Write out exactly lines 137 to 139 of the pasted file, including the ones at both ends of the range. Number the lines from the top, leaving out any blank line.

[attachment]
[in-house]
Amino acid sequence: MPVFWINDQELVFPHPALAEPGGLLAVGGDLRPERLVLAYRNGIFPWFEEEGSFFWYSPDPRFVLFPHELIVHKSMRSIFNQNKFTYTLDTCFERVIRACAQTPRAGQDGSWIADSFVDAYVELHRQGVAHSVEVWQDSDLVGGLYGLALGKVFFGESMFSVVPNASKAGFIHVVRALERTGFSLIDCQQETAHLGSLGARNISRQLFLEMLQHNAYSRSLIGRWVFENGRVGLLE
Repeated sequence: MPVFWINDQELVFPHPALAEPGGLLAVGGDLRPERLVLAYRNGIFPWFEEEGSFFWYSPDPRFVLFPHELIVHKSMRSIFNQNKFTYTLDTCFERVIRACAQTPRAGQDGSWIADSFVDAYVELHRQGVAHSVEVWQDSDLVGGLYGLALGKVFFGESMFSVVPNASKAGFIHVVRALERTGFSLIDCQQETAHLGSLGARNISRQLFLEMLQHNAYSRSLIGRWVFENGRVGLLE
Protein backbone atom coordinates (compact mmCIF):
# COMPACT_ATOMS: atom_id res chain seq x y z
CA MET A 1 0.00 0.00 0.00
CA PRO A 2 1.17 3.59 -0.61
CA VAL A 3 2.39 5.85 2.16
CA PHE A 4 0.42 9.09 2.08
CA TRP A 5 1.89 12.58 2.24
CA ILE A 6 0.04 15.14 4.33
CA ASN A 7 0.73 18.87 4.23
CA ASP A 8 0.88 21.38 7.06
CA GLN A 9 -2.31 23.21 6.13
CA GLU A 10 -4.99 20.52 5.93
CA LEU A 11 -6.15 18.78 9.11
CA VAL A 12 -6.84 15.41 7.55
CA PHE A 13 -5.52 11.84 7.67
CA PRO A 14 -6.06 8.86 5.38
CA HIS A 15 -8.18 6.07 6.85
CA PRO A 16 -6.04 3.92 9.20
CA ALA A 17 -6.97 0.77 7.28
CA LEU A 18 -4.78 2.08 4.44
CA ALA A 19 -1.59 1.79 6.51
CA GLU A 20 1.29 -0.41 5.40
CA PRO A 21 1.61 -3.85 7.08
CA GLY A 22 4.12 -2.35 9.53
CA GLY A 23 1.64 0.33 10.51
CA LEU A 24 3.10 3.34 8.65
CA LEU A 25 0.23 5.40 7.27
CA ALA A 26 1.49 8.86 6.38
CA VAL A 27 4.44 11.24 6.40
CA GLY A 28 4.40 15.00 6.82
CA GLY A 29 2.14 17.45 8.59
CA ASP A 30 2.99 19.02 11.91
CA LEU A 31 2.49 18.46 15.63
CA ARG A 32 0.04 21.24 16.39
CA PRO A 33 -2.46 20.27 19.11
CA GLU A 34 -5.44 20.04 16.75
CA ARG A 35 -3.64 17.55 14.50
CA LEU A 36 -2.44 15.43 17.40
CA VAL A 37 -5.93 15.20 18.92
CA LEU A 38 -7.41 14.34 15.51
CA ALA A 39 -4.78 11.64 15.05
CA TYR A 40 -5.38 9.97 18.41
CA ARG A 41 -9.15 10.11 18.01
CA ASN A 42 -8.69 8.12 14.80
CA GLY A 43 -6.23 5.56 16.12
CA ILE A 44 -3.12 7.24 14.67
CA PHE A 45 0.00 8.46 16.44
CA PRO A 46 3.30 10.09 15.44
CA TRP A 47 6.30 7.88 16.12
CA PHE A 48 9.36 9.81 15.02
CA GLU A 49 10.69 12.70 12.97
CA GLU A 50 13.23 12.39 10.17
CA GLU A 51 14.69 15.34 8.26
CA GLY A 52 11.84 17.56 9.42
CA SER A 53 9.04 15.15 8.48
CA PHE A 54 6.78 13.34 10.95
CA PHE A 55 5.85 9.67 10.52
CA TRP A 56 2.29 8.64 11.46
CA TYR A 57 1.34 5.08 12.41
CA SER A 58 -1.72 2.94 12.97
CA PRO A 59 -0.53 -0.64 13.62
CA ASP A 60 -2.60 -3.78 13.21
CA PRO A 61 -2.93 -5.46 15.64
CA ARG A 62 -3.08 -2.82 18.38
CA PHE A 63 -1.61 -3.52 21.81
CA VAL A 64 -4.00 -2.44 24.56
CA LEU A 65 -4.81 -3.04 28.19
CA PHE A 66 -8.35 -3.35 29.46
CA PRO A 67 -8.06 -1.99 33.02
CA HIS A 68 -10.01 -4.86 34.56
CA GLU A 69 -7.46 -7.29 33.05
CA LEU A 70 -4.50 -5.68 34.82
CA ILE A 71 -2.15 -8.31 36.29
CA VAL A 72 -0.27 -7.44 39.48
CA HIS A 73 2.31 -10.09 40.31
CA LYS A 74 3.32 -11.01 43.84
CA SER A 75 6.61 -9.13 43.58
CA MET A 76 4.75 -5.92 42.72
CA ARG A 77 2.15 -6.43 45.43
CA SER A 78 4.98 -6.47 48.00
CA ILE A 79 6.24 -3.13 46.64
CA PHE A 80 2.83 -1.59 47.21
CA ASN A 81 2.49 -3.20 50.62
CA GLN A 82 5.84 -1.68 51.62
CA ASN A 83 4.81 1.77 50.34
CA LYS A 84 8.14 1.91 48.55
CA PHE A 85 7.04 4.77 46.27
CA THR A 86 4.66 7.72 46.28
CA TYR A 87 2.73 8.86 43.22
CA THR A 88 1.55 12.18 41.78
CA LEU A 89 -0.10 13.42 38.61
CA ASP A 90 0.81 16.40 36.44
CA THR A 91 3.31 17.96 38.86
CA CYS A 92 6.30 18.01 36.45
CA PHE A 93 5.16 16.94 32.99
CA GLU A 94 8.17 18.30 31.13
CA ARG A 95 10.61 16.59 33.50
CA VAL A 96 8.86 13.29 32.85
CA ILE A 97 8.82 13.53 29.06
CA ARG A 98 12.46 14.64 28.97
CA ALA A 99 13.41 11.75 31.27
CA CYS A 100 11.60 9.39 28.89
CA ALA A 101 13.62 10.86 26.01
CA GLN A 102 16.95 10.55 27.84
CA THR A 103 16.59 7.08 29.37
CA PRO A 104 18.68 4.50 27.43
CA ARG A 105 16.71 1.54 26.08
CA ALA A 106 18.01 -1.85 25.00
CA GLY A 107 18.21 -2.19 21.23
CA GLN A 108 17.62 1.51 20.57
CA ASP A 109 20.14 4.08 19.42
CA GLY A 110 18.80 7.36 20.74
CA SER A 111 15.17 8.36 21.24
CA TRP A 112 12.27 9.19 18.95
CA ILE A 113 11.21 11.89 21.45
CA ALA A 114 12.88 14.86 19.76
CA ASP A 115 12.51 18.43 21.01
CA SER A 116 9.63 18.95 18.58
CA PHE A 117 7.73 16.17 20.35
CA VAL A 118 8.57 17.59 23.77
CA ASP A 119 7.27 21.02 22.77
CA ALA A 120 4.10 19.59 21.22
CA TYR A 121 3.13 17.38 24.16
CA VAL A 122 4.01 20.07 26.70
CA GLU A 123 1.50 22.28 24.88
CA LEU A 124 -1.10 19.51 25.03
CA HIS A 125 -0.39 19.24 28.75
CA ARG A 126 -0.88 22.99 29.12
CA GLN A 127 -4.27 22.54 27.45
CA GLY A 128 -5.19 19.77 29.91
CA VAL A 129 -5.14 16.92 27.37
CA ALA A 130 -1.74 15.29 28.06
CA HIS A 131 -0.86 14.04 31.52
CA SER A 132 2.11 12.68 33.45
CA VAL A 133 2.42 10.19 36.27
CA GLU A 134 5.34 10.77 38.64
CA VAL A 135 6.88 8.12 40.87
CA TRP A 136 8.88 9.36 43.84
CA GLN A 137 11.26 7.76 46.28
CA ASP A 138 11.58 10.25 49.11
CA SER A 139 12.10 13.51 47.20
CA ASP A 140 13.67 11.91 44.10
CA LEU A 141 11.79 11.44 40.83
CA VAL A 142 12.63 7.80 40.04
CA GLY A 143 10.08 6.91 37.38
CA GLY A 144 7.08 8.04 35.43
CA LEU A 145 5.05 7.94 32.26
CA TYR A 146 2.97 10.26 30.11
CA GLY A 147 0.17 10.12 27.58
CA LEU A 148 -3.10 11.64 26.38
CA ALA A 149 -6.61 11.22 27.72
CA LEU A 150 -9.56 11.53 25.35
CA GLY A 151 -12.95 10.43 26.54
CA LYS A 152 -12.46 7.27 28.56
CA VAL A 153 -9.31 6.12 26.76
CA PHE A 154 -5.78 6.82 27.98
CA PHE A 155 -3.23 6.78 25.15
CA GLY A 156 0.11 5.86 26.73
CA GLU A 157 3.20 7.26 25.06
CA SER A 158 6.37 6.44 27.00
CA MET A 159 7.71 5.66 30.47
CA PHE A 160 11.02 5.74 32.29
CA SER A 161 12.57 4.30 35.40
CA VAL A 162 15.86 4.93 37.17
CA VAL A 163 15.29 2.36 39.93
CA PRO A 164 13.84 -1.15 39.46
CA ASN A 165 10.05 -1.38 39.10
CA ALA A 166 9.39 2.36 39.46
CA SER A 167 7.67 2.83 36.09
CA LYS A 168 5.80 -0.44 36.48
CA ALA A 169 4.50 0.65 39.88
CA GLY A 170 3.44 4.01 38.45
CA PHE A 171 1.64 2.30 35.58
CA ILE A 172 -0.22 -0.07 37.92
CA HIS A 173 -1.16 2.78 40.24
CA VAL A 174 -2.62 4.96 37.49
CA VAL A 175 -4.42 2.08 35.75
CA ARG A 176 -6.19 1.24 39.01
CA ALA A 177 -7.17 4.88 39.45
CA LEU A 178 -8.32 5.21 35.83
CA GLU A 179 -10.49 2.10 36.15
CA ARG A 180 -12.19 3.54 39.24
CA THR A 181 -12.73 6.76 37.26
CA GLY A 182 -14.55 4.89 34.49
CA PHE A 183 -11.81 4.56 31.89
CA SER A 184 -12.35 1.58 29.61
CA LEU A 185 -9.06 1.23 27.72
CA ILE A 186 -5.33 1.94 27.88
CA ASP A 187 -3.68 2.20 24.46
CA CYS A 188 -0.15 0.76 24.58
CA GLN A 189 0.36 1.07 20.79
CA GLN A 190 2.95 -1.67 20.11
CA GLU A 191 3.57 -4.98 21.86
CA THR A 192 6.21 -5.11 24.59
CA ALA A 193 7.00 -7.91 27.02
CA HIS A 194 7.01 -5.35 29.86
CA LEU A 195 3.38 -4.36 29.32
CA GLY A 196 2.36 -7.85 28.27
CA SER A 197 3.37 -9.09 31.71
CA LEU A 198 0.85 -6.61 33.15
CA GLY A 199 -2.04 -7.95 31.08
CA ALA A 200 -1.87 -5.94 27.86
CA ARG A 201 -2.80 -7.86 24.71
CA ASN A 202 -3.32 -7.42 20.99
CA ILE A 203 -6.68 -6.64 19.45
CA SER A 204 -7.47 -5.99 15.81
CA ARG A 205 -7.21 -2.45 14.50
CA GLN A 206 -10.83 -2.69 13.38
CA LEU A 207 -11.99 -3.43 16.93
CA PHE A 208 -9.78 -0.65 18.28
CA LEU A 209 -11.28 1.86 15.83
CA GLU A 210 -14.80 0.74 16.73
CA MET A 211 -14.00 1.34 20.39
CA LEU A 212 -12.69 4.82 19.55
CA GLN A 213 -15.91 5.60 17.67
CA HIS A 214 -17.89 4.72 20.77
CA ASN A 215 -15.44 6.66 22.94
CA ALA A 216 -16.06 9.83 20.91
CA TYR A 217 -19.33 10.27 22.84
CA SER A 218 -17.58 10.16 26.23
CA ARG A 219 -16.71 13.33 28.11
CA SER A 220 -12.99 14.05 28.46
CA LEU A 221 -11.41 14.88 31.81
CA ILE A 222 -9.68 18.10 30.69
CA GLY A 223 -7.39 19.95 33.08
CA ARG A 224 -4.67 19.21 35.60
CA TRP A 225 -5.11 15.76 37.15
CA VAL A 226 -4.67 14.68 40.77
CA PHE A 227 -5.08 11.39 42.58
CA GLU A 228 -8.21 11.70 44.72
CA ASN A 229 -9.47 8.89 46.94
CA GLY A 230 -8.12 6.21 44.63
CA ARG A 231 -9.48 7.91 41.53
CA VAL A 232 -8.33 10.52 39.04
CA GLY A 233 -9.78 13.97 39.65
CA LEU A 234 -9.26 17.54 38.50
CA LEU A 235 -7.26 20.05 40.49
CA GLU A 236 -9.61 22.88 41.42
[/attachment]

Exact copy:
CA SER A 132 2.11 12.68 33.45
CA VAL A 133 2.42 10.19 36.27
CA GLU A 134 5.34 10.77 38.64